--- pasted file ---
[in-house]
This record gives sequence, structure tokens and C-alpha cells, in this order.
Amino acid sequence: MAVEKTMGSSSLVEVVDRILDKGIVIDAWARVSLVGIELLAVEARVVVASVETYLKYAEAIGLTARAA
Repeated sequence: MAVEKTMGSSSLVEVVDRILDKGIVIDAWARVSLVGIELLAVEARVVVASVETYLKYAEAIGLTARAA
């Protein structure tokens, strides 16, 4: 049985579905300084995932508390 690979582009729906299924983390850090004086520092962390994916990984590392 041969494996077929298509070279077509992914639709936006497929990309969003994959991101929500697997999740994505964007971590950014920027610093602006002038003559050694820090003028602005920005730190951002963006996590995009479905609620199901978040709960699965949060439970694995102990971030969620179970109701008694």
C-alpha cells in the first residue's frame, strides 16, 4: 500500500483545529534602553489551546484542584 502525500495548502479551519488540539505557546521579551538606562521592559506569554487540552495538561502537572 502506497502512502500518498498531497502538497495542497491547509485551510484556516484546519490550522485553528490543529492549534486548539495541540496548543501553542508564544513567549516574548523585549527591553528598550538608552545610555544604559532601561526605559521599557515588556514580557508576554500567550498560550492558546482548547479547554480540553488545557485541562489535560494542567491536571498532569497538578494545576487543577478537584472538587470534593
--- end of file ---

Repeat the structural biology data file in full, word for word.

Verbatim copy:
[in-house]
This record gives sequence, structure tokens and C-alpha cells, in this order.
Amino acid sequence: MAVEKTMGSSSLVEVVDRILDKGIVIDAWARVSLVGIELLAVEARVVVASVETYLKYAEAIGLTARAA
Repeated sequence: MAVEKTMGSSSLVEVVDRILDKGIVIDAWARVSLVGIELLAVEARVVVASVETYLKYAEAIGLTARAA
């Protein structure tokens, strides 16, 4: 049985579905300084995932508390 690979582009729906299924983390850090004086520092962390994916990984590392 041969494996077929298509070279077509992914639709936006497929990309969003994959991101929500697997999740994505964007971590950014920027610093602006002038003559050694820090003028602005920005730190951002963006996590995009479905609620199901978040709960699965949060439970694995102990971030969620179970109701008694």
C-alpha cells in the first residue's frame, strides 16, 4: 500500500483545529534602553489551546484542584 502525500495548502479551519488540539505557546521579551538606562521592559506569554487540552495538561502537572 502506497502512502500518498498531497502538497495542497491547509485551510484556516484546519490550522485553528490543529492549534486548539495541540496548543501553542508564544513567549516574548523585549527591553528598550538608552545610555544604559532601561526605559521599557515588556514580557508576554500567550498560550492558546482548547479547554480540553488545557485541562489535560494542567491536571498532569497538578494545576487543577478537584472538587470534593